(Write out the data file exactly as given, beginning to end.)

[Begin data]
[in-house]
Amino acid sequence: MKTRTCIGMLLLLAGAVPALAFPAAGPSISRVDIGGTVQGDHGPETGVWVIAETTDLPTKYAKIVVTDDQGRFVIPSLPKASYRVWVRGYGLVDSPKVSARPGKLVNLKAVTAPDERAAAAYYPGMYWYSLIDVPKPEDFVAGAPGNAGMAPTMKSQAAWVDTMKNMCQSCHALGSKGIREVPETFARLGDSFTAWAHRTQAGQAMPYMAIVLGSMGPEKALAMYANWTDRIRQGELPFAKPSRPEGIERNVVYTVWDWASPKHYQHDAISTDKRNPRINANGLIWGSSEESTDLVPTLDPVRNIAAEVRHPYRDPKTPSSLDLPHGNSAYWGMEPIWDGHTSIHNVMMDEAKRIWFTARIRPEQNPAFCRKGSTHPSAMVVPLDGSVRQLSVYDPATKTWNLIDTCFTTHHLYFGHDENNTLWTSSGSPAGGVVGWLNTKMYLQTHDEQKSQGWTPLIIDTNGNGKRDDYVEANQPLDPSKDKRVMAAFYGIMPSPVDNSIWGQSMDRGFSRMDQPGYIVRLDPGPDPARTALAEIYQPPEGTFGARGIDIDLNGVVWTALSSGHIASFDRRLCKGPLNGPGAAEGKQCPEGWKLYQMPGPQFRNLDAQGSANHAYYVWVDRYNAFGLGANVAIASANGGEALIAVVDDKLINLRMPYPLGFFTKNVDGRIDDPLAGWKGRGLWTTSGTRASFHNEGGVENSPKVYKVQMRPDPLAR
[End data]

[in-house]
Amino acid sequence: MKTRTCIGMLLLLAGAVPALAFPAAGPSISRVDIGGTVQGDHGPETGVWVIAETTDLPTKYAKIVVTDDQGRFVIPSLPKASYRVWVRGYGLVDSPKVSARPGKLVNLKAVTAPDERAAAAYYPGMYWYSLIDVPKPEDFVAGAPGNAGMAPTMKSQAAWVDTMKNMCQSCHALGSKGIREVPETFARLGDSFTAWAHRTQAGQAMPYMAIVLGSMGPEKALAMYANWTDRIRQGELPFAKPSRPEGIERNVVYTVWDWASPKHYQHDAISTDKRNPRINANGLIWGSSEESTDLVPTLDPVRNIAAEVRHPYRDPKTPSSLDLPHGNSAYWGMEPIWDGHTSIHNVMMDEAKRIWFTARIRPEQNPAFCRKGSTHPSAMVVPLDGSVRQLSVYDPATKTWNLIDTCFTTHHLYFGHDENNTLWTSSGSPAGGVVGWLNTKMYLQTHDEQKSQGWTPLIIDTNGNGKRDDYVEANQPLDPSKDKRVMAAFYGIMPSPVDNSIWGQSMDRGFSRMDQPGYIVRLDPGPDPARTALAEIYQPPEGTFGARGIDIDLNGVVWTALSSGHIASFDRRLCKGPLNGPGAAEGKQCPEGWKLYQMPGPQFRNLDAQGSANHAYYVWVDRYNAFGLGANVAIASANGGEALIAVVDDKLINLRMPYPLGFFTKNVDGRIDDPLAGWKGRGLWTTSGTRASFHNEGGVENSPKVYKVQMRPDPLAR